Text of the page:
GBL-Basics_workshop
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  • 1. Jennifer Groff July 2013 Games-based Learning
  • 2. The power of game-based learning
  • 3. “PlayfulLearning”
  • 4. Let’s play!
  • 5. bit.ly/lurelab
  • 6. Time’s Up!
  • 7. GBL 101
  • 8. ‘Grand-Theft Calculus’
  • 9. x=y2
  • 10. ethical thinking
  • 11. What is it?
  • 12. Definition: Game-based learning (GBL) is a form of learning where students may learn by trial and error, by role-playing and by treating a certain topic not as ‘content’ but as a set of rules, or a system of choices and consequences. “ ”
  • 13. Taxonomy Short-Form Long-Form COTS Educational
  • 14. Short-Form Games • fit into a single class period • typically focus on a specific concept or skill
  • 15. Long-Form Games • extend to multiple sessions or even weeks • focus on developing concepts and 21st century skills • performing better than lectures...
  • 16. Genres • Drill & Practice • Puzzle • Interactive Learning Tools • Role Playing • Strategy • Sandbox • Action/Adventure • Simulations
  • 17. Examples
  • 18. drill & practice
  • 19. drill & practice
  • 20. puzzle
  • 21. puzzle
  • 22. puzzle
  • 23. puzzle
  • 24. Lure of the Labyrinth interactive learning tools
  • 25. Lure of the Labyrinth role-playing (RPG) 12 million users
  • 26. Lure of the Labyrinth role-playing (RPG)
  • 27. Lure of the Labyrinth role-playing (RPG)
  • 28. strategy
  • 29. strategy
  • 30. strategy
  • 31. Lure of the Labyrinth action/adventure
  • 32. simulations
  • 33. Lure of the Labyrinth simulations
  • 34. Minecraft sandbox
  • 35. bit.ly/gbl-hw Homework #1
  • 36. What can games really teach?
  • 37. Algebra Grammar ecology Physics Epidemiology fractions addition civics argument construction empathy societal dynamics global challenges comprehension
  • 38. Games for ethical thinking & moral development
  • 39. ethical thinking game.org
  • 40. Using games in the classroom
  • 41. Use games as preparation for future learning.
  • 42. Use games as pre-assessments.
  • 43. Allow sufficient time to become familiar with the game—for you and your students.
  • 44. Identify the precise role to be played by using the game in achieving the learning goals.
  • 45. Allow the game to be played outside of school.
  • 46. Be clear about the learning objectives.
  • 47. Use the parts of the game that work for you.
  • 48. Let the students demonstrate expertise.
  • 49. Build in time for review and reflection.
  • 50. Selecting a game: • suitable for your students? • what elements of the game support your educational goals? • would your students be motivated to use it?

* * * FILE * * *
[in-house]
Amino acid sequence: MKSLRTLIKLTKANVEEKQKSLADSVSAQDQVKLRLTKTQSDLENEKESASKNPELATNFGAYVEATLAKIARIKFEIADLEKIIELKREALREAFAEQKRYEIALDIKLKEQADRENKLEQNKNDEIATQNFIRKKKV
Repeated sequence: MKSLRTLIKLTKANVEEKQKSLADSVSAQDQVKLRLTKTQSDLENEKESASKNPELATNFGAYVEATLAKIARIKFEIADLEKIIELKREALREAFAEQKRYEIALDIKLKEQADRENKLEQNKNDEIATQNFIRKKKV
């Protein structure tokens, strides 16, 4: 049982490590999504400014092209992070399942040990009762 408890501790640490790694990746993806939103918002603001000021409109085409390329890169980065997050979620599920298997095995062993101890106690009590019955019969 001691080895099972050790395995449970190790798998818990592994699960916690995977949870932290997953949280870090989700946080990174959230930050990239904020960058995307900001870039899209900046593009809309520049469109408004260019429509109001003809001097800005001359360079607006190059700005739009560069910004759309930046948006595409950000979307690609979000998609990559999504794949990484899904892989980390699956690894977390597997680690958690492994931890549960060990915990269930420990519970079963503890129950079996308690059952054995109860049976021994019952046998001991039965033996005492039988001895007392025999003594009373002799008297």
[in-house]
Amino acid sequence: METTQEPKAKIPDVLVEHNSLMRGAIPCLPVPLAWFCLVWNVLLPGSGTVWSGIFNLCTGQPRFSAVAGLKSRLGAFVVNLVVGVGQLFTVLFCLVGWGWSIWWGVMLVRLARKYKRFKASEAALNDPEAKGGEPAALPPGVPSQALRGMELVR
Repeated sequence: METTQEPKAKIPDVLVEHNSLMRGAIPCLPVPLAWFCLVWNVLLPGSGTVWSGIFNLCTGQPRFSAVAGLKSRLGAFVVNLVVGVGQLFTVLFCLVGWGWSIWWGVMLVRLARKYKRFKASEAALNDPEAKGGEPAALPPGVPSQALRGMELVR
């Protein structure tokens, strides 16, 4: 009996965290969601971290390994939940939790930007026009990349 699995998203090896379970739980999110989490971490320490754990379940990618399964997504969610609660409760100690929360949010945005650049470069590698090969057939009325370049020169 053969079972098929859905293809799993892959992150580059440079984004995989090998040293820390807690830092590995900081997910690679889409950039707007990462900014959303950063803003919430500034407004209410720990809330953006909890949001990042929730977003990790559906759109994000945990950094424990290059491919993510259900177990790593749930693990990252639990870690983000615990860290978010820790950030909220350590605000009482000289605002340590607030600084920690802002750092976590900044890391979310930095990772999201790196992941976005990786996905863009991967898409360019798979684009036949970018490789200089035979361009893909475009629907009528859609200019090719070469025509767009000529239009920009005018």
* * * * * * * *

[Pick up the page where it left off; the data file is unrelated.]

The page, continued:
• 51. Gamification≠ game-based learning
  • 52. Do games for learning really work?
  • 53. Supercharged! 28% increase in learning
  • 54. Virtual Cell 30-60% increase in learning
  • 55. River City 370% increase in learning for D students 14% increase for B students
  • 56. Game-based learning is overall effective and knowledge gains are comparable to traditional forms of teaching. Connolly, Boyle, MacArthur, Hainey, & Boyle, 2012 Brom, Preuss, Klement, 2011
  • 57. Games enhance both student and teacher engagement. Watson, Mong, & Harris, 2010
  • 58. Games transform a traditional, teacher-centric classrooms into a learner-centered classrooms. Watson, Mong, & Harris, 2010 Proctor & Marks, 2012 Sandford, Ulicsak, Facer, & Rudd, 2006
  • 59. Games increase student motivation. Watson, Mong, & Harris, 2010 Brom, Preuss, Klement, 2011 Bourgonjon, Valcke, Soetaert, & Schellens, 2010 Villalta, Gajardo, Nussbaum, Andrew, Echeverria, & Plass, 2011 Sandford, Ulicsak, Facer, & Rudd, 2006
  • 60. “When digital games were compared to other instruction conditions without digital games, there was a moderate to strong effect in favor of digital games in terms of broad cognitive competencies.” [An analysis of 77 peer-reviewed journal articles of students K-16 studying STEM subjects]
  • 61. Games are ideal learning environments Why games?
  • 62. As a planet, we spend 3 billion hours a week playing video and computer games.
  • 63. Innovative Learning Environments Project
  • 64. 7 Building horizontal connections 6Assessment for learning 4Recognize individual differences 2The social nature of learning 5 Stretching all students 3 Emotions are integral to learning 1 Learners at the center 7 Principles of Learning
  • 65. Games offer: • authentic challenges (engagement/motivation) • scaffold/support increasingly complex problems (ZPD, Flow) • learning through doing - participatory (constructivist) • social/collaborative (socio-constructivist)
  • 66. Gee’s Principles bit.ly/ gee-principles
  • 67. How’s your algebra?
  • 68. Resources
  • 69. Platform
  • 70. .com beta. @playfullearn #playfullearning facebook/playfullearn
  • 71. pinterest.com/lgamesnetwork /learning-all-the-time/
  • 72. the GAME DESIGN TOOL KIT PRESENTED BY LEARNING GAMES NETWORK & FABLEVISION
  • 73. Start the research process and establish common gaming vocabulary.
  • 74. Brainstorming, creative development, and early documentation.
  • 75. Paper prototype and sample art/audio asset development.
  • 76. Play testing and concept “pitch”.
  • 77. Thank you! Jennifer Groff jen@learninggam.es